Last year, Apple purchased GT Advanced Technologies for $578 million, after strenuous negotiations concerning the ultra-hard sapphire material producer. On Monday, GT filed for bankruptcy in a federal court, a move that comes only a few weeks after the tech giant revealed that it was no longer using sapphire as a cover for its newer iPhone models displays.
Today’s bankruptcy filing is, however, not connected to Apple’s decision, Ben Bajarin, Creative Strategies analyst says. According to Bajarin, who has recently conversed with materials experts as well as Apple suppliers, sapphire did not represent a proper glass substitute for phones in the sizes the new iPhones are produced in.
“I don’t think that sapphire was planned [for the iPhone], and for quite a while. Eventually it’s a goal, but it’s just not there yet.”
he said during an interview on Monday.
GT Advanced Technologies’ chief executive insisted that the company wasn’t shutting its doors:
“GT has a strong and fundamentally sound underlying business. Today’s filing does not mean we are going out of business; rather, it provides us with the opportunity to continue to execute our business plan on a stronger footing, maintain operations of our diversified business, and improve our balance sheet.”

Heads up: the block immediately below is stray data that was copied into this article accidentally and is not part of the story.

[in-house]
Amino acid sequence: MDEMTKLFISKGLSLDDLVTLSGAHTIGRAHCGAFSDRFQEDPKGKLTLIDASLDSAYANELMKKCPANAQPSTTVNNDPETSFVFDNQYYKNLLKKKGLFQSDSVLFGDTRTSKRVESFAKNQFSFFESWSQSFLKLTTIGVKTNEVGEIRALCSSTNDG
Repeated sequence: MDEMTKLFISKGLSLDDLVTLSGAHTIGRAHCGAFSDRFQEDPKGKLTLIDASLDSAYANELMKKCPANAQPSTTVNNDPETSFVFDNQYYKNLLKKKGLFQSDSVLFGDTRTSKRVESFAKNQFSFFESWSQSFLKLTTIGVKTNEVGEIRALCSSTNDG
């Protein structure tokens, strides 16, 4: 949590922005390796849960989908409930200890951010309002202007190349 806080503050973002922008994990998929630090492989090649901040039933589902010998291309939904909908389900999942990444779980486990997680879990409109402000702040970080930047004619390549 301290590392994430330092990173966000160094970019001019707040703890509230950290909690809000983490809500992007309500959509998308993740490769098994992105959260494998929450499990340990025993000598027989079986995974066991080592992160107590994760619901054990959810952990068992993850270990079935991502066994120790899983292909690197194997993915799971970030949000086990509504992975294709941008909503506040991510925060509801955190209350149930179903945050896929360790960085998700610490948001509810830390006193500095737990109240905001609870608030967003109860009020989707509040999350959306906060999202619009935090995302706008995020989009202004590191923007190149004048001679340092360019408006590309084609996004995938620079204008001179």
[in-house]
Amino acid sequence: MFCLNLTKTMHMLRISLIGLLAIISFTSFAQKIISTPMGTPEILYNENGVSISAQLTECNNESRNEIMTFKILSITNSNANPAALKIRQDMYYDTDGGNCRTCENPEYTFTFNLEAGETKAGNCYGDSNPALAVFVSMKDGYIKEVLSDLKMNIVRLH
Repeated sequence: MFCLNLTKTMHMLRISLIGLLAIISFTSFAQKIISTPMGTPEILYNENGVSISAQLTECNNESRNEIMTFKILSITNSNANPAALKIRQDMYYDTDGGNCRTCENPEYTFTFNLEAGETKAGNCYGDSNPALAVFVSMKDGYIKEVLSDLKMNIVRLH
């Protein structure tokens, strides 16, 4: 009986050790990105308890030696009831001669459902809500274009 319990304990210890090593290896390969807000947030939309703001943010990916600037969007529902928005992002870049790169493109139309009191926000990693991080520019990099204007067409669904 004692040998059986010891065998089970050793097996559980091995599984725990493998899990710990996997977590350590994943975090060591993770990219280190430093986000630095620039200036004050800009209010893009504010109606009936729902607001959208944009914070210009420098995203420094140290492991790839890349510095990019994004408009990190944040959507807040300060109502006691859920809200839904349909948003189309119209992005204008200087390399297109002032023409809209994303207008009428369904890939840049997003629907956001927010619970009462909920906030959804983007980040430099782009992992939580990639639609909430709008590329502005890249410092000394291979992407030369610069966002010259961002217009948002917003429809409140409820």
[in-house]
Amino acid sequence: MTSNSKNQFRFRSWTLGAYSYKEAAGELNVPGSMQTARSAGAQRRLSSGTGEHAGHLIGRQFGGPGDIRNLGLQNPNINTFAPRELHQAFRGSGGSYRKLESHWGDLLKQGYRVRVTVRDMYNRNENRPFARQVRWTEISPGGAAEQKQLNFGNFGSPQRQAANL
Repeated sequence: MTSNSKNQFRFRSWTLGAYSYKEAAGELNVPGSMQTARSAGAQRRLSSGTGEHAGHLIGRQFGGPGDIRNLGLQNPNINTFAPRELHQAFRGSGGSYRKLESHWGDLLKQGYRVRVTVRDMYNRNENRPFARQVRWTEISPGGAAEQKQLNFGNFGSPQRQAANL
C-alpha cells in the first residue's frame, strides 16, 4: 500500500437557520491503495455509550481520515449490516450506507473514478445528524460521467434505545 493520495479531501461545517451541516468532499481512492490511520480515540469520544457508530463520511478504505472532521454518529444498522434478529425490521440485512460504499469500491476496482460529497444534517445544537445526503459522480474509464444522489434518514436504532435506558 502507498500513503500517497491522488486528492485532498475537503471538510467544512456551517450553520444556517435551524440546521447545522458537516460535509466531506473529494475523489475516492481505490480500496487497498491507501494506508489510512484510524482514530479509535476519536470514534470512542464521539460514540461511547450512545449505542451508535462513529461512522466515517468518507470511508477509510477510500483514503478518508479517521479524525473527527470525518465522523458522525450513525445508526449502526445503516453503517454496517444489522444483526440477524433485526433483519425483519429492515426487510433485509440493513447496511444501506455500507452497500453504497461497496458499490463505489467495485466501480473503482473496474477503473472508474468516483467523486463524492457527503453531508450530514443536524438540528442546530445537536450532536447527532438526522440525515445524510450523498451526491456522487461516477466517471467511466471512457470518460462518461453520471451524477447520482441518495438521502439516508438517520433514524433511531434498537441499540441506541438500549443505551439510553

said Tom Gutierrez, CEO and president, in a statement Monday.
The documents that GT filed with the U.S. Bankruptcy Court showed that the company currently had around $85 million in cash available at the end of September, significantly less than what they had on June 28th ($331 million). The company’s assets are estimated at around $1.5 billion and its liabilities at around $1.3 billion.
However, news of the company’s bankruptcy claim was overshadowed by its connection to Apple: GT operates a facility in Arizona, owned by Apple, where it intends on producing large quantities of sapphire to be used in Apple’s iWatch lines.
Bajarin believes that Apple could have come to GT’s rescue as the company had been posting losses for the last four quarters:
“Apple may have known that, but rather than let them die, which would have made one less potential supplier, it gave them a float loan to keep them alive. If GT goes under, that would have left Apple with fewer suppliers, who then may have been able to dictate production and prices.”
the analyst said, while noting that the tech giant may have decided not to help the company it acquired in 2013 because of the multiple sapphire suppliers worldwide (apparently, Apple refuses to be tied to a single supplier).